if I were buried under ice, my priority would be to get out or get rescued. I’m always looking for new challenges. Competition snowboarding was something I looked at, but there were just too many guys showing off. Teaching snowboarding is certainly something I might do one day, but what I really dream about is parachute snowboarding [18]: going straight down a mountain, flying off a cliff and then floating down to the valley below. Now that’s what I call extreme.

Part 3

Speaker 1
It starts as soon as I get home in the early evening. I have a quick snack and then log onto one of my favourite sites. Soon I’ve filled up my basket with all kinds of things – whether I actually need any of them is irrelevant [19] – and then head for the check-out. It’s all so quick and easy. Sometimes I’m watching TV and there’s an ad for a tasty-looking ready meal and I’ll log back on for a minute and order that, too, though when it’s actually delivered it usually turns out to be just junk food and it ends up in the bin.

Speaker 2
I first realised something wasn’t quite right when I kept falling asleep at all hours of the day. Getting up around seven isn’t easy when you’ve been up till two the night before, but somehow I never manage to log off until then [20]. There are just so many great sites, particularly news and sports and also shopping, though I rarely end up buying anything. According to a quiz I did, I do seem to have an addiction, though compared to things like overeating I don’t think it’s a particularly harmful one. I mean, I’m quite fit and – unlike some of my colleagues – I always get to the office on time.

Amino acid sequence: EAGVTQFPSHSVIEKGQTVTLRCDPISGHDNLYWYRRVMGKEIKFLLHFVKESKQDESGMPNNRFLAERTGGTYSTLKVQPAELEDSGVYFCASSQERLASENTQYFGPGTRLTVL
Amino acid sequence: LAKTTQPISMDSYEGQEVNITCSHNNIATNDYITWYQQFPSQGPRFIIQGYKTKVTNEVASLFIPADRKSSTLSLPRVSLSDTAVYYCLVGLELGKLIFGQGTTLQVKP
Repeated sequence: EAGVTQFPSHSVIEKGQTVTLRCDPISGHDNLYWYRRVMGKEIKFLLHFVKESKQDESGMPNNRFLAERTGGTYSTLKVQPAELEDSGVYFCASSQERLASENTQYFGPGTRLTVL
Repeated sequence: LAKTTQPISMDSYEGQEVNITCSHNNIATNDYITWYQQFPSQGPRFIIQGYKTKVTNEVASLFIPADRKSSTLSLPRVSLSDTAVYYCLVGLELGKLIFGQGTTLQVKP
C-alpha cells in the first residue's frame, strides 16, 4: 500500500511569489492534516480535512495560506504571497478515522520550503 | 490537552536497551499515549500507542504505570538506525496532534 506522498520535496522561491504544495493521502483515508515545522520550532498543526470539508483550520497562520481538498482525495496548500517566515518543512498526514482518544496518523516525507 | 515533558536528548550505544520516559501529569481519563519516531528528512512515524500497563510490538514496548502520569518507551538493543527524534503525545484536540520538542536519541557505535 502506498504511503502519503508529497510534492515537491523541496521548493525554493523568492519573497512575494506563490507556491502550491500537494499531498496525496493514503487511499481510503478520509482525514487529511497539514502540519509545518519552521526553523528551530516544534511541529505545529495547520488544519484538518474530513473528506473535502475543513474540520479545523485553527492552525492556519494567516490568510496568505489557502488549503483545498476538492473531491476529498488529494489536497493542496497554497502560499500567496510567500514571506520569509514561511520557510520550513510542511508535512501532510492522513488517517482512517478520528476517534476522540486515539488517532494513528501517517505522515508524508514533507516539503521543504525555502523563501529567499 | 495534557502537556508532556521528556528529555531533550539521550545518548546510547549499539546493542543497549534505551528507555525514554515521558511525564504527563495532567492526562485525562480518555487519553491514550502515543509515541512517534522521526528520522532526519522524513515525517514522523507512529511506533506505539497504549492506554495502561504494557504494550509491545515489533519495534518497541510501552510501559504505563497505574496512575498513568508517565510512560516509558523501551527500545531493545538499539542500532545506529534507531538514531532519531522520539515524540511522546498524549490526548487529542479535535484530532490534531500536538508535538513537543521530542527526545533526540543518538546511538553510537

Speaker 3
I always feel I have to be doing something. I just don’t feel right if I’m not working on my fitness level, and the possible long-term, effects of that are beginning to concern me [21]. It also affects my life right now in various ways. For instance, I always go to bed late and get up early. I also need bigger meals than less active people, and although I always choose food that’s good for me, it can be rather expensive and hard to find in the shops. At least, though, the fact that I go everywhere round town on foot means that I’m never held up by traffic!

Speaker 4
It was on all the time in my parents’ home [22] and it’s like that here in my own flat. Usually the same channel, too, because to tell the truth I’m totally hooked on the same kinds of series [22]. It’s odd in a way, because most people of my generation spend all their time on the Internet, or, in the case of the fitter ones, doing sport every evening and weekend. I know my own lifestyle isn’t particularly healthy, though at least nowadays I’m up reasonably early, unlike back in my student days when I often had trouble getting out of bed before noon.